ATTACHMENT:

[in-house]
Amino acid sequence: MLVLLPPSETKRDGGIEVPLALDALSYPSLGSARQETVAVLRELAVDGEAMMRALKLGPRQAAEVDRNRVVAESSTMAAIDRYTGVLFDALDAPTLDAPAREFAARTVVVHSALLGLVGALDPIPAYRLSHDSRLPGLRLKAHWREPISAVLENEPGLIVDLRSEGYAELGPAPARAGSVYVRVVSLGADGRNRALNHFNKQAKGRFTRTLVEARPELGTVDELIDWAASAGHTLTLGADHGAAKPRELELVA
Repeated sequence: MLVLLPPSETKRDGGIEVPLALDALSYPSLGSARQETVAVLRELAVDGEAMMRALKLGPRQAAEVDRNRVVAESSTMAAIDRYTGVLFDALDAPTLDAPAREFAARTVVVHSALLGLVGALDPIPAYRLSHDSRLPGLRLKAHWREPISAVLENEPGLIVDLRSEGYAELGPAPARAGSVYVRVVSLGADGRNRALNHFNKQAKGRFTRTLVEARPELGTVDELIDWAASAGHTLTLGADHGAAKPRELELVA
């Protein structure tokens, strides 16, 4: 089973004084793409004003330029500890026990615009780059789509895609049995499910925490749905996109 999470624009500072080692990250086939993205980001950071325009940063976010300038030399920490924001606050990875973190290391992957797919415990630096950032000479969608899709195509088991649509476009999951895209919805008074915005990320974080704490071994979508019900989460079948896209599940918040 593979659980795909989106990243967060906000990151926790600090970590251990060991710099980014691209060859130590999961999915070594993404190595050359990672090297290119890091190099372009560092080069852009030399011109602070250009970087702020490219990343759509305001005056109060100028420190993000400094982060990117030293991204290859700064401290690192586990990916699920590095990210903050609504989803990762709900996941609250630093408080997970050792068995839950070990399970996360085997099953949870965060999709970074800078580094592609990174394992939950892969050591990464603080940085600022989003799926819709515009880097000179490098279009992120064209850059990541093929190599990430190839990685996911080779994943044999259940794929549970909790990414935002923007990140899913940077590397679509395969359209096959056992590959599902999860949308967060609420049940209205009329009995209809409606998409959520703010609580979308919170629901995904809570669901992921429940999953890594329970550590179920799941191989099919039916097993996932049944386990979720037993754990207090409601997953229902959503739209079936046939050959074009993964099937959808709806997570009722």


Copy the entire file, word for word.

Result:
[in-house]
Amino acid sequence: MLVLLPPSETKRDGGIEVPLALDALSYPSLGSARQETVAVLRELAVDGEAMMRALKLGPRQAAEVDRNRVVAESSTMAAIDRYTGVLFDALDAPTLDAPAREFAARTVVVHSALLGLVGALDPIPAYRLSHDSRLPGLRLKAHWREPISAVLENEPGLIVDLRSEGYAELGPAPARAGSVYVRVVSLGADGRNRALNHFNKQAKGRFTRTLVEARPELGTVDELIDWAASAGHTLTLGADHGAAKPRELELVA
Repeated sequence: MLVLLPPSETKRDGGIEVPLALDALSYPSLGSARQETVAVLRELAVDGEAMMRALKLGPRQAAEVDRNRVVAESSTMAAIDRYTGVLFDALDAPTLDAPAREFAARTVVVHSALLGLVGALDPIPAYRLSHDSRLPGLRLKAHWREPISAVLENEPGLIVDLRSEGYAELGPAPARAGSVYVRVVSLGADGRNRALNHFNKQAKGRFTRTLVEARPELGTVDELIDWAASAGHTLTLGADHGAAKPRELELVA
């Protein structure tokens, strides 16, 4: 089973004084793409004003330029500890026990615009780059789509895609049995499910925490749905996109 999470624009500072080692990250086939993205980001950071325009940063976010300038030399920490924001606050990875973190290391992957797919415990630096950032000479969608899709195509088991649509476009999951895209919805008074915005990320974080704490071994979508019900989460079948896209599940918040 593979659980795909989106990243967060906000990151926790600090970590251990060991710099980014691209060859130590999961999915070594993404190595050359990672090297290119890091190099372009560092080069852009030399011109602070250009970087702020490219990343759509305001005056109060100028420190993000400094982060990117030293991204290859700064401290690192586990990916699920590095990210903050609504989803990762709900996941609250630093408080997970050792068995839950070990399970996360085997099953949870965060999709970074800078580094592609990174394992939950892969050591990464603080940085600022989003799926819709515009880097000179490098279009992120064209850059990541093929190599990430190839990685996911080779994943044999259940794929549970909790990414935002923007990140899913940077590397679509395969359209096959056992590959599902999860949308967060609420049940209205009329009995209809409606998409959520703010609580979308919170629901995904809570669901992921429940999953890594329970550590179920799941191989099919039916097993996932049944386990979720037993754990207090409601997953229902959503739209079936046939050959074009993964099937959808709806997570009722």